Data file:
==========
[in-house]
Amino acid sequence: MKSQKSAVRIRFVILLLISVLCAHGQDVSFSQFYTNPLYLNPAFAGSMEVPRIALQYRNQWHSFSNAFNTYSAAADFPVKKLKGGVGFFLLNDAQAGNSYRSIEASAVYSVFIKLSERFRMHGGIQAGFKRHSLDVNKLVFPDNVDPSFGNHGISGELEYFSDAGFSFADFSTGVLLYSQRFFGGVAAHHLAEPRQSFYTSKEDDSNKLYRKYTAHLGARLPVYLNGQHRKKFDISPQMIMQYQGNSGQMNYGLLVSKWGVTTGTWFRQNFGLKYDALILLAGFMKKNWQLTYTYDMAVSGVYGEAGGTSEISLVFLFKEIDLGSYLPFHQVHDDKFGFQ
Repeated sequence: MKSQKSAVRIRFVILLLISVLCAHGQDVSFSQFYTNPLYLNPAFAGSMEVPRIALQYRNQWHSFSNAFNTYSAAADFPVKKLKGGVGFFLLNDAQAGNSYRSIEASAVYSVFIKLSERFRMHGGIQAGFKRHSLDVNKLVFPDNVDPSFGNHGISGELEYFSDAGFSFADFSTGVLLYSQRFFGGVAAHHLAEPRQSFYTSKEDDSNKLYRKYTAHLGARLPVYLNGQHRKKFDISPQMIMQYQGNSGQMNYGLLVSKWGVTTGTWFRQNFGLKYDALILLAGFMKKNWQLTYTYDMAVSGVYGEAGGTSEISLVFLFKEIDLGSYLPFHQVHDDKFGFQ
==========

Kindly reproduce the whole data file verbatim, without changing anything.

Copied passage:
[in-house]
Amino acid sequence: MKSQKSAVRIRFVILLLISVLCAHGQDVSFSQFYTNPLYLNPAFAGSMEVPRIALQYRNQWHSFSNAFNTYSAAADFPVKKLKGGVGFFLLNDAQAGNSYRSIEASAVYSVFIKLSERFRMHGGIQAGFKRHSLDVNKLVFPDNVDPSFGNHGISGELEYFSDAGFSFADFSTGVLLYSQRFFGGVAAHHLAEPRQSFYTSKEDDSNKLYRKYTAHLGARLPVYLNGQHRKKFDISPQMIMQYQGNSGQMNYGLLVSKWGVTTGTWFRQNFGLKYDALILLAGFMKKNWQLTYTYDMAVSGVYGEAGGTSEISLVFLFKEIDLGSYLPFHQVHDDKFGFQ
Repeated sequence: MKSQKSAVRIRFVILLLISVLCAHGQDVSFSQFYTNPLYLNPAFAGSMEVPRIALQYRNQWHSFSNAFNTYSAAADFPVKKLKGGVGFFLLNDAQAGNSYRSIEASAVYSVFIKLSERFRMHGGIQAGFKRHSLDVNKLVFPDNVDPSFGNHGISGELEYFSDAGFSFADFSTGVLLYSQRFFGGVAAHHLAEPRQSFYTSKEDDSNKLYRKYTAHLGARLPVYLNGQHRKKFDISPQMIMQYQGNSGQMNYGLLVSKWGVTTGTWFRQNFGLKYDALILLAGFMKKNWQLTYTYDMAVSGVYGEAGGTSEISLVFLFKEIDLGSYLPFHQVHDDKFGFQ